The creative process is the place where it all starts, so of course it gets most of the glory. But is it just me, or are the sponsors of Nanowrimo missing out on an important part of their job? All aspects of the process should be made explicit, so that we can stop propagating the myth that a first draft is all you need.

Information on National Novel Editing month can be found here.

What are we entitled to?

I want to start off this post with a disclaimer: there are many, MANY reasons to choose self-publishing over industry publishing, and a lot of authors go to great lengths to make sure that a self-published product has been revised, edited, re-edited, and polished to present a professional work.

Unfortunately, self-publishing still has a strong stigma attached. At this point I have only published short stories and poems, and have done so in literary magazines and e-zines. I’m working on a number of novels and, when I have finally written one that is good enough to be seen by a wide audience, the time will come for me to decide whether I want to start sending letters to agents, or to hire an editor and try to self publish. And whenever I speak to other writers (also unpublished) about the possibility of self-publishing, they wrinkle their noses and their eyes dart nervously from side to side.

They all have different ways of expressing their opinions, but at the end it comes down to ‘well, people who self-publish are the people who can’t sell their novel to a publishing house.’

This is untrue and grossly unfair (see the disclaimer above). This label might apply to some people who, upon getting a couple of rejection slips, decided to skip the process and publish their novels themselves. But it will never apply to everyone, and in pondering a way to make self-publishing a bit more acceptable to the wider eye, I started wondering what would happen were some kind of standard imposed – some kind of proof of editing, of care prior to obtaining an ISBN.

Firstly, I don’t know how plausible that would be. Probably completely impossible to enforce.

Secondly, it led me to think: are people entitled to publish their books? Is it something we all deserve to do, whether we can write or not?

One could superficially argue that the publishing industry says No. But it has become evident recently that publishing houses have to balance their books and an editor is as likely to choose something that is good as he or she is to choose something that is a more probable bestseller. Thus we have genre ripoffs (Lord of the Rings, Harry Potter, The Hunger Games, you name it) as well as good, original work.

At this point, the setup of the self-publishing industry implies that yes, everyone is entitled to publish. While writers who are serious about the craft and concerned for their reputations will do everything possible to make sure that their books are well-crafted and indistinguishable in quality from traditionally published books, I could theoretically put all of my blog posts into one manuscript, sans editing, and turn it into a ‘book.’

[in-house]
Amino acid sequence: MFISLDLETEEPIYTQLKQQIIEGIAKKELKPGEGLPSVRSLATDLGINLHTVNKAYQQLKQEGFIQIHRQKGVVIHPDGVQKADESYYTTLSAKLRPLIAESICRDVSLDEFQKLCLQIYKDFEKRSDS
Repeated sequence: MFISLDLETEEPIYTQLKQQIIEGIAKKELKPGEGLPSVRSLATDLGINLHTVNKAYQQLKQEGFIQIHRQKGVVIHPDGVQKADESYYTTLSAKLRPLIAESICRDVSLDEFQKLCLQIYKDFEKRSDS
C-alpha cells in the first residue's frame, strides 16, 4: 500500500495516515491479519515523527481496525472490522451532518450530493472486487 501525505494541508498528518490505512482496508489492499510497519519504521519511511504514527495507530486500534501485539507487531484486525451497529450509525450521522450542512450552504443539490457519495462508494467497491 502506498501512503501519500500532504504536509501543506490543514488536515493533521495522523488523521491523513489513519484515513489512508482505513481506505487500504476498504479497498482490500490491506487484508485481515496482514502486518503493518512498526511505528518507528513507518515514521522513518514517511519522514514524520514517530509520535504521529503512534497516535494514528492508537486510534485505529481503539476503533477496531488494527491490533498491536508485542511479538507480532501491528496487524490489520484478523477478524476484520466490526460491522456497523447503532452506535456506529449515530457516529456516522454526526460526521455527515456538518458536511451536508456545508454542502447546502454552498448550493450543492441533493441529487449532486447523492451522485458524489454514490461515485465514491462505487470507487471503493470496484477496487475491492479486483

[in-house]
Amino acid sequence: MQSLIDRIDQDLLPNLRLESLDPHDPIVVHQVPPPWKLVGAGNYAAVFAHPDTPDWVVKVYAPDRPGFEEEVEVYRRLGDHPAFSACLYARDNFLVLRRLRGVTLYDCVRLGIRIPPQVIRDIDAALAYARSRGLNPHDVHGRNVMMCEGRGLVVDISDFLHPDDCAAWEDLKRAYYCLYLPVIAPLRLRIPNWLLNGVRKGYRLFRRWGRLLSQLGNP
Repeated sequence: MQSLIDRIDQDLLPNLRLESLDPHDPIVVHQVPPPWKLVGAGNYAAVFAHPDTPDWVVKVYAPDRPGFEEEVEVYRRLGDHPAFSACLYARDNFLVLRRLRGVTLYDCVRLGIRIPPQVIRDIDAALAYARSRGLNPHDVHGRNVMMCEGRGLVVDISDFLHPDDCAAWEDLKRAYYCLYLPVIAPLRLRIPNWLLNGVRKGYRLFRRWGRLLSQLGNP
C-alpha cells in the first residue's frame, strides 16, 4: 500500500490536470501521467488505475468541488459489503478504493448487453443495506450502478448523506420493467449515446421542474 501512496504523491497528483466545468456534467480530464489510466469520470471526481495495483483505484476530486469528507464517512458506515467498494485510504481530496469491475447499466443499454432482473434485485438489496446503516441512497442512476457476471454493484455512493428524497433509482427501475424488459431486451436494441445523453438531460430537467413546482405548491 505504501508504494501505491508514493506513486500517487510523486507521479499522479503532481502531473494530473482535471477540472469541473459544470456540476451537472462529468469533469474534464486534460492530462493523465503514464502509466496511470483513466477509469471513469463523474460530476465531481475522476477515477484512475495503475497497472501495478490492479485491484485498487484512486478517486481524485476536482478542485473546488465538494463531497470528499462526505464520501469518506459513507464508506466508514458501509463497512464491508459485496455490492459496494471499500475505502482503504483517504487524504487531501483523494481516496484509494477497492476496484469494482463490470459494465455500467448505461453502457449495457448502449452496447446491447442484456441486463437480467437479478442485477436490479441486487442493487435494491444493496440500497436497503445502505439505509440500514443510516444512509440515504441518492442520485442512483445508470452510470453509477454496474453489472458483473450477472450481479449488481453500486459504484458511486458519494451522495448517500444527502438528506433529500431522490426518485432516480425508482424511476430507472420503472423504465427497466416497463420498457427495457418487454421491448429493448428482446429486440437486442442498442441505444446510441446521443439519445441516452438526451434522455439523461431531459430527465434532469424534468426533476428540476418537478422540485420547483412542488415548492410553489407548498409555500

I would argue that everyone is entitled to write, if they want. Just like I’m entitled to sing in the shower, and to buy a little canvas and a set of paint brushes. But to what extent are we entitled to publish? If there is no quality control on self-publishing, isn’t there a danger that readers will lose the ability to distinguish bad from good? Will we perpetuate a downward spiral? And worst of all, will we use generalization to blacken the names of people who don’t deserve it?

Thoughts are always welcome.

…and we’re back

I handed in my Master’s Thesis on Monday, February 25th. It was definitely one of the more awesome days in recent years.

The original due date was February 12th, but my thesis adviser granted me a couple of extra weeks. Things are pretty relaxed at my university. And, since I’m probably the only Egyptology Master’s student to be graduating within the next six months, he wanted to make sure that I had a polished product that was a credit to our department.

Since Monday, I have been tasting the sweetness of freedom. Even though I have had a fair amount to keep me busy, there’s nothing hanging over my head. Except for the fact that I have to find a job, but I have a little time left on that.

I put off writing while I was finishing up my thesis, so I have nothing new to offer the world of fiction. Now’s my chance to change that, in that little hanging space between finishing my thesis and defending it, while I’m still a student, yet not quite a student anymore. Before I have to look for a real job, and renew my visa (again!).

I hope I’ll soon be back to my regular posting schedule, and with something real to fill up this empty space.

It is super awesome to be finished. I am so glad to be back.